Malignant phyllodes tumor in Lynch syndrome: a case report
Lynch syndrome, or hereditary nonpolyposis colorectal cancer, is an autosomal dominant genetic syndrome that predisposes individuals to multiple cancer types. The known cancers associated with Lynch syndrome include colorectal and endometrial cancers as well as cancers of the stomach, ovary, urinary tract, hepatobiliary tract, pancreas, small bowel, and brain. There are no searchable cases of malignant phyllodes of the breast associated with Lynch syndrome.

The patient was a 43-year-old Caucasian woman who felt a lump in her left breast and was found to have a spindle cell neoplasm. Definitive surgery revealed a malignant phyllodes tumor. On the basis of her cancer diagnosis and family history of multiple cancers, a Myriad myRisk Hereditary Cancer® test panel of 25 genes was performed. This testing revealed that she had a heterozygous MSH6 mutation as part of the Lynch syndrome panel. Due to positive margins, the patient received adjuvant chemotherapy with doxorubicin and ifosfamide. She also had a subsequent total abdominal hysterectomy and a bilateral salpingo-oophorectomy for risk reduction. She remains in a high-risk surveillance program. Her family members have been tested, which revealed that her two brothers and daughter also carry the genetic mutation.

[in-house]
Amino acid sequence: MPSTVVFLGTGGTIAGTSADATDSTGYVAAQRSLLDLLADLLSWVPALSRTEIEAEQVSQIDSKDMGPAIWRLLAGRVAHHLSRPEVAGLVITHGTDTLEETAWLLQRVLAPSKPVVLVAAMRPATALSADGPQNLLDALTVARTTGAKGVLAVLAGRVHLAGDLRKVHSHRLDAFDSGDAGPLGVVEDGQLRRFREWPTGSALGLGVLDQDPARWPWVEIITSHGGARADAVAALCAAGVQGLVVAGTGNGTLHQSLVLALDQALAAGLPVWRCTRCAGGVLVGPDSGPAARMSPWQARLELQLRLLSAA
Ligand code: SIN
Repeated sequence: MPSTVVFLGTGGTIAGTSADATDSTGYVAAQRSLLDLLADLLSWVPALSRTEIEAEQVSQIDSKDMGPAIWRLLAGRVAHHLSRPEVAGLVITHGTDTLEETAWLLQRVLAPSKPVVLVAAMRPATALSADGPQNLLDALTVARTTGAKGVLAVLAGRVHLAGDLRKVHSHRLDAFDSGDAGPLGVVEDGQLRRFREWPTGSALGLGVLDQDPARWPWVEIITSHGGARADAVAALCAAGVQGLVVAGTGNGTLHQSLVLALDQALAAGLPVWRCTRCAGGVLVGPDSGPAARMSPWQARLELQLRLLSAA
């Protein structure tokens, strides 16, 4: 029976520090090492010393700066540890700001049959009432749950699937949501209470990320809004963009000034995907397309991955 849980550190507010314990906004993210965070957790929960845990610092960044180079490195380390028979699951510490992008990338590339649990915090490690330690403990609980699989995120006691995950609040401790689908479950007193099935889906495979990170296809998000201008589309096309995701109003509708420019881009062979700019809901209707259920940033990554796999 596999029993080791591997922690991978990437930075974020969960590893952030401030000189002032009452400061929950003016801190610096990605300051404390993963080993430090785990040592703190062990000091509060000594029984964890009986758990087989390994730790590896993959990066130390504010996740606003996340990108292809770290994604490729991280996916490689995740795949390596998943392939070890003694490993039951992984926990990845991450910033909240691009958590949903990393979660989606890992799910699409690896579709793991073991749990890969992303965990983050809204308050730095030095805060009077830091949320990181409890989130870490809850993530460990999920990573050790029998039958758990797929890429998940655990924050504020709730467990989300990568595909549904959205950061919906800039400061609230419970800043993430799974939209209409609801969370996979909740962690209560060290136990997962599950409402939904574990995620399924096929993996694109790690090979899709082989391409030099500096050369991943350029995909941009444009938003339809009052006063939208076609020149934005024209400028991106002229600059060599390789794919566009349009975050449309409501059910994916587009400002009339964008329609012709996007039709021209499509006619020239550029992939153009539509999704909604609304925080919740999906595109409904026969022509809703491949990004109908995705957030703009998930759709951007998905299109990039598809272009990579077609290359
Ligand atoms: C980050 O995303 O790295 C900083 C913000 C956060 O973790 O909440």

Source: Journal of Medical Case Reports

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